School Bus Overflows With Diapers

Student effort aims to keep babies dry and comfortable.


Sophia Khan

Pictured sitting (from left to right) are the Diaper Dry’ve officers Anabel Keagy, Abigail Wright, and Jade May. Surrounding them are the sponsor Tricia Dyal, and the members preparing for the “Stuff the Bus” campaign.

Elizabeth Wolfe, Staff

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Haverford High School’s Diaper Dry’ve collected 9,300 diapers to donate to Cradles to Crayons in the 7th annual “Stuff the Bus” campaign that culminated on October 29. Diaper Dry’ve is a club at Haverford whose purpose is to solicit contributions of diapers, as well as money, from the high school and elementary schools over the span of a month. When the drive ended, club members filled a school bus with the diapers and delivered them to this year’s beneficiary, Cradles to Crayons.

The organization of such a complex campaign required the club’s officers – Junior Jade May, Junior Ella Mottola, Senior Anabel Keagy, and Senior Abigail Wright – to begin the planning process during the summer and finalize it in September. This year, the club had approximately 75 members who helped advertise the drive, decorate boxes for the elementary schools, and collect donations at a home football game. A few members accompanied the officers in the “Stuff the Bus” and delivery.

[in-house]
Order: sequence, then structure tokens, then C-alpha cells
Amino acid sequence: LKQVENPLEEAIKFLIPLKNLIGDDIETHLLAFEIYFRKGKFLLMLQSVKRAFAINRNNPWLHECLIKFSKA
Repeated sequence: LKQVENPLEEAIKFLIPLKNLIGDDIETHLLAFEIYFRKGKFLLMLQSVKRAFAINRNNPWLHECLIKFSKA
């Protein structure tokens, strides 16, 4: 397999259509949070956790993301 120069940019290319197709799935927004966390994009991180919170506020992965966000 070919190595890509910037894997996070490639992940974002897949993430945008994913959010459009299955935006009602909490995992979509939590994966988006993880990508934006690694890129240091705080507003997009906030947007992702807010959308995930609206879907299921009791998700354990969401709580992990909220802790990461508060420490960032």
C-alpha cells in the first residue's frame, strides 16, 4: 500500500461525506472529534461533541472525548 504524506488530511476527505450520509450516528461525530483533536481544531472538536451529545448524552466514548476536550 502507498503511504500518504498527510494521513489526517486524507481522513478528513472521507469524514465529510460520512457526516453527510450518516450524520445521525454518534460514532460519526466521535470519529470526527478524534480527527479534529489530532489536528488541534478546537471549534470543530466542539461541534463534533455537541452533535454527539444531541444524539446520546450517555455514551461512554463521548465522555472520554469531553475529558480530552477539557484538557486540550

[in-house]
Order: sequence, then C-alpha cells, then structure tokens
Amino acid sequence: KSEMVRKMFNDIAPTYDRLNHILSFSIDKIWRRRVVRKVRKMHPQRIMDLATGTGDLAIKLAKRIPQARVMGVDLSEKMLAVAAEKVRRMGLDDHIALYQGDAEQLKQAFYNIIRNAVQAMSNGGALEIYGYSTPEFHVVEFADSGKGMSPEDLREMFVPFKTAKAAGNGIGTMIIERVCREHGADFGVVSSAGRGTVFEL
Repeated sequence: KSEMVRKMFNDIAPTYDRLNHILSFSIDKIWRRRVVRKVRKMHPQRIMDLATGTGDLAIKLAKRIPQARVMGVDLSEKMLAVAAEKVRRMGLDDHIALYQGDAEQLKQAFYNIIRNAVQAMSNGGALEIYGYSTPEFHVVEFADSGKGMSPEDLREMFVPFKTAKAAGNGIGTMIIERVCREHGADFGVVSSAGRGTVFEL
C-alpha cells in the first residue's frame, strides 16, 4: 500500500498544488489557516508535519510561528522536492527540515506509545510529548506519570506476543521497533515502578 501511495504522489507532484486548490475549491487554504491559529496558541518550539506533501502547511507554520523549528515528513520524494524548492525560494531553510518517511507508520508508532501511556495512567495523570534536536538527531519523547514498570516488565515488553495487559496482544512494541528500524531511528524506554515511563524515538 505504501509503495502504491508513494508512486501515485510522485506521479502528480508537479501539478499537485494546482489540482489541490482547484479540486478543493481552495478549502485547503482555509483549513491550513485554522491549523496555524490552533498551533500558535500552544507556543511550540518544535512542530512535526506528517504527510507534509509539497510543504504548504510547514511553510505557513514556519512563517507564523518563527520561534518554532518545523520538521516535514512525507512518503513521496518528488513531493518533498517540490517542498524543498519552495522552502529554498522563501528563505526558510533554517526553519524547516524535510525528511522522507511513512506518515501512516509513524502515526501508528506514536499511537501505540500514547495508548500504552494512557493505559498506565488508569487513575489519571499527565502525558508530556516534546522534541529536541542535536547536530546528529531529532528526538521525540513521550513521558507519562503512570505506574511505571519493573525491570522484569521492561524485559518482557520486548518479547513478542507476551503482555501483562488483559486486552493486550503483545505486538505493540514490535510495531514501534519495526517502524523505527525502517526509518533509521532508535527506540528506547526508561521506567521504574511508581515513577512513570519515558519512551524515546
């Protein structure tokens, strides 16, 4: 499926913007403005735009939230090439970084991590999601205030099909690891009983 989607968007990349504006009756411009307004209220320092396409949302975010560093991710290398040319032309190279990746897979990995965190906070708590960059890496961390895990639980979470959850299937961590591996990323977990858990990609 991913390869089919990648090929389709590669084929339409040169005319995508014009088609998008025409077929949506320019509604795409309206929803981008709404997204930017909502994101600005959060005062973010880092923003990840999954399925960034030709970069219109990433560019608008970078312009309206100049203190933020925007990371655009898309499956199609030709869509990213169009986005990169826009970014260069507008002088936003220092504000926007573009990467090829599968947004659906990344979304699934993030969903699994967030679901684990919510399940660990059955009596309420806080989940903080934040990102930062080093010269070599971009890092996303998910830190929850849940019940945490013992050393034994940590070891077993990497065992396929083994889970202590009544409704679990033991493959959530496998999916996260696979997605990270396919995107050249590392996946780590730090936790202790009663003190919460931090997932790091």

Countless boxes of diapers were stacked in the main office before being packed into the bus on the way to Cradles to Crayons. 

Diapers are an imperative part of many families’ lives, which is why it is important for Haverford to take part in aiding the community. An article from the Washington Post explains, “Food stamps can’t be spent on diapers. Medicaid doesn’t cover them. Special nutritional benefits for mothers and infants don’t come with diapers, either. Federal assistance is designed to help poor families with nearly every essential need from housing to health care, but diapers – a product fundamental to child health that no baby can do without – aren’t included.” This collection will help many families and their babies. 

Anabel Keagy, a senior officer of the club, said, “I really liked the idea of [the Diaper Dry’ve] and wanted to join a community service club,” when asked why she joined the organization. Keagy described her favorite part of the process as being able to count all the diapers at the end of the drive. Collections were obtained through drop-off boxes in the school and via Venmo.

Although Diaper Dry’ve is active only during the month of October, many families in need greatly benefit from the hard work and dedication of the club members and their supporters.

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